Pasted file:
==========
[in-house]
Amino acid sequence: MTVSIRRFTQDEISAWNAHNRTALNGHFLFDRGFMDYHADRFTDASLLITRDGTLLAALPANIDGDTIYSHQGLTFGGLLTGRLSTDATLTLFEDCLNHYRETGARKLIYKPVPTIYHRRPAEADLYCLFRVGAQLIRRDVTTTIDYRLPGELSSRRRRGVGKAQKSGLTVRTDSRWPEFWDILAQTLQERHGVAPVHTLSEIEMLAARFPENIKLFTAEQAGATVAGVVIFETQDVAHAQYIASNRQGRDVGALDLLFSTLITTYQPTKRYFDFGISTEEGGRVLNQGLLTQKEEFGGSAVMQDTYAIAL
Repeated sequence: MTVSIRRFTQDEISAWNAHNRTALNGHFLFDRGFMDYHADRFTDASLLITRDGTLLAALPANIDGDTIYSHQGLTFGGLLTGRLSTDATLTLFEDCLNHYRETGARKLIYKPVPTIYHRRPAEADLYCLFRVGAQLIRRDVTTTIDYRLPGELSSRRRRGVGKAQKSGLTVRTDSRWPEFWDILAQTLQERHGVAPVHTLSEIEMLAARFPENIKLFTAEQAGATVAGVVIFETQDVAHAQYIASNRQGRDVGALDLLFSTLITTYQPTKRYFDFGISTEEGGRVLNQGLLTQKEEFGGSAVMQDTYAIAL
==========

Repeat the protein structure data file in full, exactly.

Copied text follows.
[in-house]
Amino acid sequence: MTVSIRRFTQDEISAWNAHNRTALNGHFLFDRGFMDYHADRFTDASLLITRDGTLLAALPANIDGDTIYSHQGLTFGGLLTGRLSTDATLTLFEDCLNHYRETGARKLIYKPVPTIYHRRPAEADLYCLFRVGAQLIRRDVTTTIDYRLPGELSSRRRRGVGKAQKSGLTVRTDSRWPEFWDILAQTLQERHGVAPVHTLSEIEMLAARFPENIKLFTAEQAGATVAGVVIFETQDVAHAQYIASNRQGRDVGALDLLFSTLITTYQPTKRYFDFGISTEEGGRVLNQGLLTQKEEFGGSAVMQDTYAIAL
Repeated sequence: MTVSIRRFTQDEISAWNAHNRTALNGHFLFDRGFMDYHADRFTDASLLITRDGTLLAALPANIDGDTIYSHQGLTFGGLLTGRLSTDATLTLFEDCLNHYRETGARKLIYKPVPTIYHRRPAEADLYCLFRVGAQLIRRDVTTTIDYRLPGELSSRRRRGVGKAQKSGLTVRTDSRWPEFWDILAQTLQERHGVAPVHTLSEIEMLAARFPENIKLFTAEQAGATVAGVVIFETQDVAHAQYIASNRQGRDVGALDLLFSTLITTYQPTKRYFDFGISTEEGGRVLNQGLLTQKEEFGGSAVMQDTYAIAL